1.1. Related Work
- Low power local area networks with a less than 1000-m range. This category includes IEEE 802.15.4, IEEE P802.1ah, Bluetooth/LE, etc., which are applicable directly in short-range personal area networks, in body area networks or, if organized in a mesh topology, also in larger areas.
- Low-power wide area networks, with a greater than 1000-m range, essentially low-power versions of cellular networks, with each “cell” covering thousands of end-devices. This category includes LoRaWAN, but also protocols, such as Sigfox, DASH7, etc.
1.1.3. IEEE 802.11 ah
1.2. Statement of Purpose
2. LoRa Overview
2.1. LoRa Protocol Stack
2.2. LoRa Network Architecture
3. The LoRa Physical Layer
3.1. Overview of the Physical Layer
3.2. Parameters of the Physical Layer
3.3. Physical Frame Format
3.4. Performance Evaluation
3.4.1. Receiver Sensitivity
3.4.2. Network Coverage
4. The LoRaWAN Protocol
4.1. Components of a LoRaWAN Network
- End-device: the low-power consumption sensors that communicate with gateways using LoRa.
- Gateway: the intermediate devices that forward packets coming from end-devices to a network server over an IP backhaul interface allowing a bigger throughput, such as Ethernet or 3G. There can be multiple gateways in a LoRa deployment, and the same data packet can be received (and forwarded) by more than one gateway.
- Network server: responsible for de-duplicating and decoding the packets sent by the devices and generating the packets that should be sent back to the devices.
- Class A, bi-directional: Class A end-devices can schedule an uplink transmission based on their own needs, with a small jitter (random variation before transmission). This class of devices allows bi-directional communications, whereby each uplink transmission is followed by two short downlink receive windows. Downlink transmission from the server at any other time has to wait until the next uplink transmission occurs. Class A devices have the lowest power consumption, but also offer less flexibility on downlink transmissions.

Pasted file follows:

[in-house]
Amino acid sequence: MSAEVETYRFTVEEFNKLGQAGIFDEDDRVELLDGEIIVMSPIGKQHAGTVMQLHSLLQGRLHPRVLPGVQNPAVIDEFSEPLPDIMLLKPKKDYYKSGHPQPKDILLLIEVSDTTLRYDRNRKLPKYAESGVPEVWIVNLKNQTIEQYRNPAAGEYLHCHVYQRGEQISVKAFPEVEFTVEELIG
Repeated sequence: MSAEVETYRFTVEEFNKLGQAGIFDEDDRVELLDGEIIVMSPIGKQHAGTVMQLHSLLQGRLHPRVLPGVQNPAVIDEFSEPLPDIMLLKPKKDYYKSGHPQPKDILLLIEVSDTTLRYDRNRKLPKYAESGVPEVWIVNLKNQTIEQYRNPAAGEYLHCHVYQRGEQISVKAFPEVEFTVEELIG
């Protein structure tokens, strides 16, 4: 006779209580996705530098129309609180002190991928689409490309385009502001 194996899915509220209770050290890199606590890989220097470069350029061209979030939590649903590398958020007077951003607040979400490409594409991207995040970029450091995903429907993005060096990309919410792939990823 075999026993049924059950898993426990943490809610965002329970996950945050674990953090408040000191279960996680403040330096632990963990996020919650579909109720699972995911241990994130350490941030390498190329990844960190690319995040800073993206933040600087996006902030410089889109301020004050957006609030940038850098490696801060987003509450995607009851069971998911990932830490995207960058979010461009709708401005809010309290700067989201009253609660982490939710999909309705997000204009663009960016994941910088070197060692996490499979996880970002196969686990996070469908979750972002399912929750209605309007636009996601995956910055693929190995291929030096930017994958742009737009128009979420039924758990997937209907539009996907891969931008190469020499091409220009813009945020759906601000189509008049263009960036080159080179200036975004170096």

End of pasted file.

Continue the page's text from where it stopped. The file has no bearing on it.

- Class B, bi-directional with scheduled receive slots: Class B end-devices open extra receive windows at scheduled times. A synchronized beacon from the gateway is thus required, so that the network server is able to know when the end-device is listening.
- Class C, bi-directional with maximal receive slots: Class C end-devices have almost continuous receive windows. They thus have maximum power consumption.
4.2. LoRaWAN Message Format
4.3. End-Device Setup
- End-device address (DevAddr): A 32-bit identifier of the end-device. Seven bits are used as the network identifier, and 25 bits are used as the network address of the end-device.
- Application identifier (AppEUI): A global application ID in the IEEE EUI64 address space that uniquely identifies the owner of the end-device.
- Network session key (NwkSKey): A key used by the network server and the end-device to calculate and verify the message integrity code of all data messages to ensure data integrity.
- Application session key (AppSKey): A key used by the network server and end-device to encrypt and decrypt the payload field of data messages.
4.4. LoRaWAN MAC Commands
5. LoRaWAN Analysis
5.1. Single Device Maximal throughput and MTU
5.2. Total Capacity and Channel Load
5.3. Estimation of the Collision Rate
5.4. The Network Server Role
5.5. The Gateway Role
Conflicts of Interest
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